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Forecast vs Actual

Time series forecasting predicts multiple values for each point in time (forecast distances). While the Accuracy Over Time chart displays a single forecast at a time, you can use the Forecast vs Actual chart to show multiple forecast distances in one view. For example, imagine forecasting the weather. Your forecast point might be today, and you can forecast out a day, or maybe a week. Predicting tomorrow’s weather from today will have a very different accuracy than predicting the weather a week from today. Those spans are called forecast “distances”.

Forecast vs Actual allows you to compare how different predictions behave from different forecast points to different times in the future. Use the chart to help answer what, for your needs, is the best distance to predict. Forecasting out only one day may provide the best results, but it may not be the most actionable for your business. Forecasting the next three days out, however, may provide relatively good accuracy and give your business time to react to the information provided. If your project included calendar data, those events are displayed on this chart, helping you to gain insight into the effects of those events.

The Forecast vs Actual chart is not available for OTV or unsupervised projects.

Chart display options

The Forecast vs Actual chart has many similarities to the Accuracy Over Time chart in its display controls. Other than the Forecast Range control (Forecast Distance in Accuracy Over Time) the following work the same.

See the Accuracy Over Time documentation for descriptions of:

Under additional settings:


Because multiseries projects can have up to 1 million series and up to 1000 forecast distances, calculating accuracy charts for all series data can be extremely compute-intensive and often unnecessary. To avoid this, DataRobot provides alternative calculation options.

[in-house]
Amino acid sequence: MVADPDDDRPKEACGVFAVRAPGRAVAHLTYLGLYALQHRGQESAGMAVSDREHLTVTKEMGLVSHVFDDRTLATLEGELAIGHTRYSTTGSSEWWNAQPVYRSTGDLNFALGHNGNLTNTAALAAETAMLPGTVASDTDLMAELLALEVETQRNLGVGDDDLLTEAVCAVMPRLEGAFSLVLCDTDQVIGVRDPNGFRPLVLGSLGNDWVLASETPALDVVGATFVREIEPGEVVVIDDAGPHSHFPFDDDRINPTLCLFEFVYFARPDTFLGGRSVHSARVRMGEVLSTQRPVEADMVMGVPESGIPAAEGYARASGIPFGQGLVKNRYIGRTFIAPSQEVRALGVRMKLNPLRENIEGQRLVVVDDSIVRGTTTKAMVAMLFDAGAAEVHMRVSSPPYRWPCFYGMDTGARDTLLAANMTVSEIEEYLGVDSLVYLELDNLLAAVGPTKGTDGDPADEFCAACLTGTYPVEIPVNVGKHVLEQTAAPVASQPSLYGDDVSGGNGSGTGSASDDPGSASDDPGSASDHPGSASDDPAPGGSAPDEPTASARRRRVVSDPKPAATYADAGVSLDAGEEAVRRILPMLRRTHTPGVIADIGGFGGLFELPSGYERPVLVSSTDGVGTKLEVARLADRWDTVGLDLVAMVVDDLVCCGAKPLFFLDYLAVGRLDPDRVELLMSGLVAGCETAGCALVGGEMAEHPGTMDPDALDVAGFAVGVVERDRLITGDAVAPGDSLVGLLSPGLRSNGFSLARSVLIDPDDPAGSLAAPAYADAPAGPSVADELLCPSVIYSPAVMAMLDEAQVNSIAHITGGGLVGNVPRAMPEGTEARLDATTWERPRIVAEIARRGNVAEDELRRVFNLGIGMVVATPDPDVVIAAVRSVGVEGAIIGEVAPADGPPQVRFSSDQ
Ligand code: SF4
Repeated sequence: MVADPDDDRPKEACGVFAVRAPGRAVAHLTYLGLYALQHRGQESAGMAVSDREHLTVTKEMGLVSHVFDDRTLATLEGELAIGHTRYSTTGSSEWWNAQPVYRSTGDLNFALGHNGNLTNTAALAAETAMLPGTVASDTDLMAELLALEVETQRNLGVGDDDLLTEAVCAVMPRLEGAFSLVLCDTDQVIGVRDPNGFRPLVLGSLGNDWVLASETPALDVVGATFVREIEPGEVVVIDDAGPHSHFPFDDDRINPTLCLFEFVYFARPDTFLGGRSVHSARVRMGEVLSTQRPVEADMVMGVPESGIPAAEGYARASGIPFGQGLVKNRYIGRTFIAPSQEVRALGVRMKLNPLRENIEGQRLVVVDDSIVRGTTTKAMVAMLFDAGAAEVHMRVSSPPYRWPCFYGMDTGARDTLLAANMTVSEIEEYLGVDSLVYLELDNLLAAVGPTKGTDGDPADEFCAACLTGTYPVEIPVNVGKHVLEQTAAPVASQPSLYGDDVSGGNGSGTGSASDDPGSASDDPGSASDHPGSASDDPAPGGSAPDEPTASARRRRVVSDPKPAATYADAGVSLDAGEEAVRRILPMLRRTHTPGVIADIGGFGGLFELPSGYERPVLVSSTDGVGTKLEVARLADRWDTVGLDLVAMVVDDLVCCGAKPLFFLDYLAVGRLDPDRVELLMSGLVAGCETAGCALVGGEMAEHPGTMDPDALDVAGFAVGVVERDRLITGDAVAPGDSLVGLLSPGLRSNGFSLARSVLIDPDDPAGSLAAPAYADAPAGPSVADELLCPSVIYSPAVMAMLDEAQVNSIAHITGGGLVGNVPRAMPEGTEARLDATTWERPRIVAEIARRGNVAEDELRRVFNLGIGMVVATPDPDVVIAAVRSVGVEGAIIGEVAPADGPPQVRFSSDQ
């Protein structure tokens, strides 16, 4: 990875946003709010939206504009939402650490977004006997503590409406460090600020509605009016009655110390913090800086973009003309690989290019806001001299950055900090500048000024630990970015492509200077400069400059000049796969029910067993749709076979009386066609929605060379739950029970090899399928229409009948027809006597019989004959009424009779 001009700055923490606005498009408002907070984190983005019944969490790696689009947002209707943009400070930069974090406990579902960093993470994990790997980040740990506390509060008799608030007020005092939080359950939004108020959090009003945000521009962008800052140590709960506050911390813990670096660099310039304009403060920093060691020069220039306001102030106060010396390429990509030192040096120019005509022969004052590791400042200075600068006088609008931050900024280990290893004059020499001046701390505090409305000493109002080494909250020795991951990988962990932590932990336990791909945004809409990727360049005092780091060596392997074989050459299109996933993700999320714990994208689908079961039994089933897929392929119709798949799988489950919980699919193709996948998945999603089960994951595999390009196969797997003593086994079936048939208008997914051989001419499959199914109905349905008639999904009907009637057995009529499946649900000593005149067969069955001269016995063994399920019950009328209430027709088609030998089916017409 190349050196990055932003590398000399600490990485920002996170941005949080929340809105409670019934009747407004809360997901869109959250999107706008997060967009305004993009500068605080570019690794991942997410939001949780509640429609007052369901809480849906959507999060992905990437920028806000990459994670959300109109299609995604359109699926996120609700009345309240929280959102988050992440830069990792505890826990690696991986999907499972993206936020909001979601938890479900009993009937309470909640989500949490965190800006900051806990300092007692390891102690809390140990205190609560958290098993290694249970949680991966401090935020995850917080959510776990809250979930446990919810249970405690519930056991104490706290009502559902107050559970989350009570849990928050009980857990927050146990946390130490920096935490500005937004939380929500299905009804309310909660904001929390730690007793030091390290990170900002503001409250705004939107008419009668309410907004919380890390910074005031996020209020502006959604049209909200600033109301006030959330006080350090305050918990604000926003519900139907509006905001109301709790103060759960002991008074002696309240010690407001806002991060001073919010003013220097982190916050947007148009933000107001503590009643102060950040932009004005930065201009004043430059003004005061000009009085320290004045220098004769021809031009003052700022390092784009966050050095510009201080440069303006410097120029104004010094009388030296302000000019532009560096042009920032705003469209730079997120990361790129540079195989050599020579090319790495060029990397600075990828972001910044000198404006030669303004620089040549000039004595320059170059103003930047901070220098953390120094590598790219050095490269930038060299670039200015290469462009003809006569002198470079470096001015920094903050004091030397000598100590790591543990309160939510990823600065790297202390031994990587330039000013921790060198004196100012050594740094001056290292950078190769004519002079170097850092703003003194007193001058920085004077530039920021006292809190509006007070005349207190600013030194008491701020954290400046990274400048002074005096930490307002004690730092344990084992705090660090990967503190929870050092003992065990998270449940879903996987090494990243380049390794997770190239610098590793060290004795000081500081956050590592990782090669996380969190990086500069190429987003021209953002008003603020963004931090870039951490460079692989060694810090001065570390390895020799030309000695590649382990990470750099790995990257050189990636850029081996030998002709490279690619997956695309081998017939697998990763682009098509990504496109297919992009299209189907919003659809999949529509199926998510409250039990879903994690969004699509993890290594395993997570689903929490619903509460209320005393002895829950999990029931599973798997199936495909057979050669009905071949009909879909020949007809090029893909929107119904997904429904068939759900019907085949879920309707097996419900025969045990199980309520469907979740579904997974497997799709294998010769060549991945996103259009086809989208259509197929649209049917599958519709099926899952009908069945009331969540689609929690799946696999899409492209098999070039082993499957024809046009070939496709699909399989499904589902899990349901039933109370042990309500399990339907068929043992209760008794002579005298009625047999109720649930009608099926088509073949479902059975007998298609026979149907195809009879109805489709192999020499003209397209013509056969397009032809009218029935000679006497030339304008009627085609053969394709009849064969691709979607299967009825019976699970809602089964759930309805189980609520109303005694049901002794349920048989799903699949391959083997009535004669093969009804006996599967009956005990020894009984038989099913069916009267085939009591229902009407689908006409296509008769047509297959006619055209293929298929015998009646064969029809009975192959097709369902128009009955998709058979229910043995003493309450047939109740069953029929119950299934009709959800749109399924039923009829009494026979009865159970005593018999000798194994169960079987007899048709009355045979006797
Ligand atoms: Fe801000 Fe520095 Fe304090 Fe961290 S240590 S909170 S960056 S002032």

As with other time series visualizations, drag the handles on the preview panel to bring specific areas into focus on the main chart.

Forecast range

Where Accuracy Over Time allows you to set a single forecast distance—one day from now, four days from now—use Forecast vs Actual to plot a range of distances (for example, one to seven days from now). There are three ways to set the start point for the range.

The start point is marked by a blue bar in the chart. If the Forecast Range is set to +1 to +7 days, for example, the chart will display forecasts for days 1, 2, 3...7 from the blue bar. When you change the date using one of the mechanisms, the change is reflected in the others.

  1. Click anywhere in the chart to set that date as the start point (1).
  2. Drag the handle to the start point (2).
  3. Use the calendar picker to set a date (3).


If you change the Forecast range to represent a single value, and that step is equivalent to the Forecast distance in Accuracy Over Time, the chart is available without further calculations.

Interpret the insight

Forecast vs Actual helps to visualize how predictions change over time in the context of a forecast range. The open orange circle represents actual values from your data. Solid blue circles represent predicted values on dates contained within the forecast range. If you used a calendar file when you created the project, the display also includes markers to indicate calendar events.

Hover on any point in the chart for a tooltip listing information of the values for that bin. Information is available for all calculated points, regardless of whether or not they are included in the currently selected forecast distance:

The tooltip reports the average absolute residual value. This value is also represented in bar chart form at the bottom of the main chart:

Residuals measure the difference between actual and predicted values. They help to visualize whether there is an unexplained trend in your data that the model did not account for and how the model errors change over time.

How are absolute residual values calculated?

The average absolute residual value represents the "error" between the actual and forecasted results. To calculate, DataRobot takes the average value of the absolute difference between actuals and forecast shown in the subsequent bins:

For example, in the image above, values are calculated as:

  • First bin error: (|A2 - F2| + |A3 - F3| + |A4 - F4| + |A5 - F5|) / 4
  • Second bin error : (|A3 - F3|| + |A4 - F4| + |A5 - F5|) / 3
  • Third bin error: (|A4 - F4| + |A5 - F5|) / 2
  • The fourth bin error: |A5 - F5|

The last bin does not have an error because there are no subsequent bins.

Updated January 30, 2023